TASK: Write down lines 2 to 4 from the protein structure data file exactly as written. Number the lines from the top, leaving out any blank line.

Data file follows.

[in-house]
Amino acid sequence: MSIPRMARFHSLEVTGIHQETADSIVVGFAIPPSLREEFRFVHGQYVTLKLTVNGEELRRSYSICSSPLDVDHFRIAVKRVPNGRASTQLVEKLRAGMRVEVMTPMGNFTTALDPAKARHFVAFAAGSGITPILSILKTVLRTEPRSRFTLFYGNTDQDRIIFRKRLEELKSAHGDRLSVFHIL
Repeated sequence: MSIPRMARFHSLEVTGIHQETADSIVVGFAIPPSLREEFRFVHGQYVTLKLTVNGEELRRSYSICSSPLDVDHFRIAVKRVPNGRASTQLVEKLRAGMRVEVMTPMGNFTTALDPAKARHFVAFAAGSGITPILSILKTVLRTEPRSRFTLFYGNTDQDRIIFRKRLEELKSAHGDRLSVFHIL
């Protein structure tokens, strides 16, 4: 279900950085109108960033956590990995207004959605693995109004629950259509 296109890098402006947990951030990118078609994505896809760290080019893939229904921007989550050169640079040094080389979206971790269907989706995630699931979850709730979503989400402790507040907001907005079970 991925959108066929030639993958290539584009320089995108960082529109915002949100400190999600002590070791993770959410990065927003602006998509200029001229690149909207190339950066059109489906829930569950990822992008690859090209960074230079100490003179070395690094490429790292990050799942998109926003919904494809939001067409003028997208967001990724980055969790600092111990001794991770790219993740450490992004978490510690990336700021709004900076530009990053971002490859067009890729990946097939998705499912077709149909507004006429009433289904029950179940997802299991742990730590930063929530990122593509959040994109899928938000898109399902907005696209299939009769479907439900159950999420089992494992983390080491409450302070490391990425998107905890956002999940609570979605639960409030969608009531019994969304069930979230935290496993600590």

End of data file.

Amino acid sequence: MSIPRMARFHSLEVTGIHQETADSIVVGFAIPPSLREEFRFVHGQYVTLKLTVNGEELRRSYSICSSPLDVDHFRIAVKRVPNGRASTQLVEKLRAGMRVEVMTPMGNFTTALDPAKARHFVAFAAGSGITPILSILKTVLRTEPRSRFTLFYGNTDQDRIIFRKRLEELKSAHGDRLSVFHIL
Repeated sequence: MSIPRMARFHSLEVTGIHQETADSIVVGFAIPPSLREEFRFVHGQYVTLKLTVNGEELRRSYSICSSPLDVDHFRIAVKRVPNGRASTQLVEKLRAGMRVEVMTPMGNFTTALDPAKARHFVAFAAGSGITPILSILKTVLRTEPRSRFTLFYGNTDQDRIIFRKRLEELKSAHGDRLSVFHIL
């Protein structure tokens, strides 16, 4: 279900950085109108960033956590990995207004959605693995109004629950259509 296109890098402006947990951030990118078609994505896809760290080019893939229904921007989550050169640079040094080389979206971790269907989706995630699931979850709730979503989400402790507040907001907005079970 991925959108066929030639993958290539584009320089995108960082529109915002949100400190999600002590070791993770959410990065927003602006998509200029001229690149909207190339950066059109489906829930569950990822992008690859090209960074230079100490003179070395690094490429790292990050799942998109926003919904494809939001067409003028997208967001990724980055969790600092111990001794991770790219993740450490992004978490510690990336700021709004900076530009990053971002490859067009890729990946097939998705499912077709149909507004006429009433289904029950179940997802299991742990730590930063929530990122593509959040994109899928938000898109399902907005696209299939009769479907439900159950999420089992494992983390080491409450302070490391990425998107905890956002999940609570979605639960409030969608009531019994969304069930979230935290496993600590």